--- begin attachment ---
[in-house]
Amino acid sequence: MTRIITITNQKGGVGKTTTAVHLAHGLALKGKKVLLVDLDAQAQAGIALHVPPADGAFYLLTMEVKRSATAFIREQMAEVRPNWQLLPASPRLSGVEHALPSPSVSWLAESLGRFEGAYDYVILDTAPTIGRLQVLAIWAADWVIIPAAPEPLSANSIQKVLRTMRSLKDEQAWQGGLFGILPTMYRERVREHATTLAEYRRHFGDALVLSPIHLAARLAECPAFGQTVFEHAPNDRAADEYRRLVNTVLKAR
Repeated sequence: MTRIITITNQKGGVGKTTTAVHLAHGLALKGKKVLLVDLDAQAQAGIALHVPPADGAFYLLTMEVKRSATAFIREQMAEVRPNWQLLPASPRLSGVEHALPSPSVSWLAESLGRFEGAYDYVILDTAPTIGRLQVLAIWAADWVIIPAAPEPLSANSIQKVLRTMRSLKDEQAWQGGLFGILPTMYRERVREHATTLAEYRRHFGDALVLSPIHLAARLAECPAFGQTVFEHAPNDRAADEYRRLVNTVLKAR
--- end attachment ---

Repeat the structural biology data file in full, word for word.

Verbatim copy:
[in-house]
Amino acid sequence: MTRIITITNQKGGVGKTTTAVHLAHGLALKGKKVLLVDLDAQAQAGIALHVPPADGAFYLLTMEVKRSATAFIREQMAEVRPNWQLLPASPRLSGVEHALPSPSVSWLAESLGRFEGAYDYVILDTAPTIGRLQVLAIWAADWVIIPAAPEPLSANSIQKVLRTMRSLKDEQAWQGGLFGILPTMYRERVREHATTLAEYRRHFGDALVLSPIHLAARLAECPAFGQTVFEHAPNDRAADEYRRLVNTVLKAR
Repeated sequence: MTRIITITNQKGGVGKTTTAVHLAHGLALKGKKVLLVDLDAQAQAGIALHVPPADGAFYLLTMEVKRSATAFIREQMAEVRPNWQLLPASPRLSGVEHALPSPSVSWLAESLGRFEGAYDYVILDTAPTIGRLQVLAIWAADWVIIPAAPEPLSANSIQKVLRTMRSLKDEQAWQGGLFGILPTMYRERVREHATTLAEYRRHFGDALVLSPIHLAARLAECPAFGQTVFEHAPNDRAADEYRRLVNTVLKAR